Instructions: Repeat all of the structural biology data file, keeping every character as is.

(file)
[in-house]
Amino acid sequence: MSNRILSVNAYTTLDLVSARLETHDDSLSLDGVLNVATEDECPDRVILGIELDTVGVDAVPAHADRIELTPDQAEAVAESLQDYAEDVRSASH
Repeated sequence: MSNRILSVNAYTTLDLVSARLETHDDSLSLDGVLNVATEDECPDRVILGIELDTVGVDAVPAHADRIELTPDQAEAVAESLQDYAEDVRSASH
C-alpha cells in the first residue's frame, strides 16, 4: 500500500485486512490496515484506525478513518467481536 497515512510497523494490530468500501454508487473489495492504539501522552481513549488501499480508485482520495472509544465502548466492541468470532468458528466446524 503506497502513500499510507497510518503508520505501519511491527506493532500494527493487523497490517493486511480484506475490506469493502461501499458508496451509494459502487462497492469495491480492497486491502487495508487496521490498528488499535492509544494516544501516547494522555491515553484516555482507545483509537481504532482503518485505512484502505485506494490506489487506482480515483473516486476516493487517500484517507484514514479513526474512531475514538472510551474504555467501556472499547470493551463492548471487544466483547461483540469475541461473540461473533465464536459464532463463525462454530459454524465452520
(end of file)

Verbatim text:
[in-house]
Amino acid sequence: MSNRILSVNAYTTLDLVSARLETHDDSLSLDGVLNVATEDECPDRVILGIELDTVGVDAVPAHADRIELTPDQAEAVAESLQDYAEDVRSASH
Repeated sequence: MSNRILSVNAYTTLDLVSARLETHDDSLSLDGVLNVATEDECPDRVILGIELDTVGVDAVPAHADRIELTPDQAEAVAESLQDYAEDVRSASH
C-alpha cells in the first residue's frame, strides 16, 4: 500500500485486512490496515484506525478513518467481536 497515512510497523494490530468500501454508487473489495492504539501522552481513549488501499480508485482520495472509544465502548466492541468470532468458528466446524 503506497502513500499510507497510518503508520505501519511491527506493532500494527493487523497490517493486511480484506475490506469493502461501499458508496451509494459502487462497492469495491480492497486491502487495508487496521490498528488499535492509544494516544501516547494522555491515553484516555482507545483509537481504532482503518485505512484502505485506494490506489487506482480515483473516486476516493487517500484517507484514514479513526474512531475514538472510551474504555467501556472499547470493551463492548471487544466483547461483540469475541461473540461473533465464536459464532463463525462454530459454524465452520